A new report claims that technical problems, rather than operator errors, have been behind the majority of consumer drone accidents over the last decade.
Researchers Dr. Graham Wild and Dr. Glenn Baxter from Melbourne, Australia-based RMIT University’s School of Engineering, along with John Murray from Perth, Australia-based Edith Cowan University, completed an examination of more than 150 reported civil incidents around the world involving unmanned aircraft systems (UAS).
The study shows that technical problems were the cause of 64% of the incidents, which occurred between 2006 and 2016.
Wild says their findings illustrate the need for further airworthiness requirements for UAS, as well as mandatory reporting of all accidents or incidents.
“Understanding what happens to drones, even those that don’t cause damage to people or property, is essential to improve safety,” he says.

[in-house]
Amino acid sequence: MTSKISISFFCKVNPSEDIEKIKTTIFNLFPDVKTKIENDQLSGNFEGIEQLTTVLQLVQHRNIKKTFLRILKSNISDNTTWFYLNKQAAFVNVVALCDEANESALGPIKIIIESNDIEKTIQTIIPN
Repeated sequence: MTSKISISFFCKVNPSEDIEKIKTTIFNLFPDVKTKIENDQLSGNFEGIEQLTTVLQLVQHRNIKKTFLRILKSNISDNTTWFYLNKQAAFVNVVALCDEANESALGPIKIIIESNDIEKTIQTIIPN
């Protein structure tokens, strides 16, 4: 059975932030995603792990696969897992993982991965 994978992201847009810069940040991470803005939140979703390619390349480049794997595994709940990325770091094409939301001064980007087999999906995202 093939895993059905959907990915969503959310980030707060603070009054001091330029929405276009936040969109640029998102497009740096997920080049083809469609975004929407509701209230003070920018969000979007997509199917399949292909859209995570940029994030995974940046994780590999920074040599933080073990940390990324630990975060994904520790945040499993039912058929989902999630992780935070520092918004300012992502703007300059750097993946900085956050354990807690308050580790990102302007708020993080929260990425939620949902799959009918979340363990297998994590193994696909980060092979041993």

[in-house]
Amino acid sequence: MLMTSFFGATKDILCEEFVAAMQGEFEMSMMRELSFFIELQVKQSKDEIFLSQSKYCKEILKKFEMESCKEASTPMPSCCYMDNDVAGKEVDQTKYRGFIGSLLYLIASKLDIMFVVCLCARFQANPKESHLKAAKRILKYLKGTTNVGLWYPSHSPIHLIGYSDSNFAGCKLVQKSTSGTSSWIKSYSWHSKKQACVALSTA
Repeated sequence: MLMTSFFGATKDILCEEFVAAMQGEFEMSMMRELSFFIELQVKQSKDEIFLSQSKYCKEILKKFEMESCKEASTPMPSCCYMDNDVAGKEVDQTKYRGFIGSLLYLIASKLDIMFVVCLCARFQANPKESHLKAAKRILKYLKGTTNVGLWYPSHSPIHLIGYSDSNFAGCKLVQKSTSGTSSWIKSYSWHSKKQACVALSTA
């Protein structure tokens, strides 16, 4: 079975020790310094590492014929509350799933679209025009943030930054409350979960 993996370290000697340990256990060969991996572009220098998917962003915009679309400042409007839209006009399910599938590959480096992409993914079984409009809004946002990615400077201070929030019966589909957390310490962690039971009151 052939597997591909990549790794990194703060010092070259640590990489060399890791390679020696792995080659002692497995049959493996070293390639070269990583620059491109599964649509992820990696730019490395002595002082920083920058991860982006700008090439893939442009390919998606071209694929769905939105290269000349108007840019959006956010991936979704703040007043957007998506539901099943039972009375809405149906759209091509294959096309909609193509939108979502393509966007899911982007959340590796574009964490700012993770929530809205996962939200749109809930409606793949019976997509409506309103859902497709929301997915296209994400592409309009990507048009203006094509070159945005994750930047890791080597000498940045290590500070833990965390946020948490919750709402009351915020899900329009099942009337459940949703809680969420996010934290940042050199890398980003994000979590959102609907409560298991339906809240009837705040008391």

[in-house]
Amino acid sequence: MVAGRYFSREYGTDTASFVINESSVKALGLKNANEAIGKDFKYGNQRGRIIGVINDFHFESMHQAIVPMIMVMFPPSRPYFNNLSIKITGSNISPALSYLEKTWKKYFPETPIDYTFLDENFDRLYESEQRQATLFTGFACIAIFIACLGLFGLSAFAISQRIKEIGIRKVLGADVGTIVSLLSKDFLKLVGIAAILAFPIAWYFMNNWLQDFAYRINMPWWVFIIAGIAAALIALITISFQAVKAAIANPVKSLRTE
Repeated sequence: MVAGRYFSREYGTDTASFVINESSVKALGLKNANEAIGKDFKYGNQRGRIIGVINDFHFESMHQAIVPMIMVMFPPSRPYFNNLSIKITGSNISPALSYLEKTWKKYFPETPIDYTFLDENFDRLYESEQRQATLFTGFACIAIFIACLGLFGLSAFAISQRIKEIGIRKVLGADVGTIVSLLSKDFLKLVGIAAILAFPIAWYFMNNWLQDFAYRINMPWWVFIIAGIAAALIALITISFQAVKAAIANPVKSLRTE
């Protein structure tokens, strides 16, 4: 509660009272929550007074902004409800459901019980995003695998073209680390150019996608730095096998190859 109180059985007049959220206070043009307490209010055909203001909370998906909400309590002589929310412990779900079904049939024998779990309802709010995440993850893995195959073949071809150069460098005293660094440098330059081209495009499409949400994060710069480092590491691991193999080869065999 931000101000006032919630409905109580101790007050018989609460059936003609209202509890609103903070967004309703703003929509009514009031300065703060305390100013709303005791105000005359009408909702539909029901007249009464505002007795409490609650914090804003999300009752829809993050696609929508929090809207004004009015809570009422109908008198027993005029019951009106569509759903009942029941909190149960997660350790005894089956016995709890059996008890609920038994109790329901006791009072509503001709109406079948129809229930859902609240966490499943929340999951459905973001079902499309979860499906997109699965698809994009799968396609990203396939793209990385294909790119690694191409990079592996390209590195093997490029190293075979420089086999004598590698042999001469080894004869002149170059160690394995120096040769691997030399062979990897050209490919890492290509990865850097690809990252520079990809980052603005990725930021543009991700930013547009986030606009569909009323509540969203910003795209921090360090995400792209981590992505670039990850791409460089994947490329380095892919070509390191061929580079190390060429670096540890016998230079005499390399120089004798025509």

Recently published in the journal Aerospace, the study finds that in most cases, broken communications links between the pilot and the drone were the cause of the incident. The researchers say this finding calls for the introduction of commercial aircraft-type regulations to govern the communications systems.
“Large transport-category aircraft, such as those from a Boeing or Airbus, are required to have triple redundant systems for their communications,” Wild explains.
“But drones don’t, and some of the improvements that have reduced the risks in those aircraft could also be used to improve the safety of drones.”
Wild says more robust communications systems – even on cheaper UAS – could help prevent accidents.
“Drones are being used for a wide range of tasks now, and there are a lot of day-to-day activities that people want to use them for – delivering pizzas and packages, taking photos, geosurveying, firefighting, and search and rescue,” he adds.
“It’s essential that our safety regulations keep up with this rapidly growing industry.”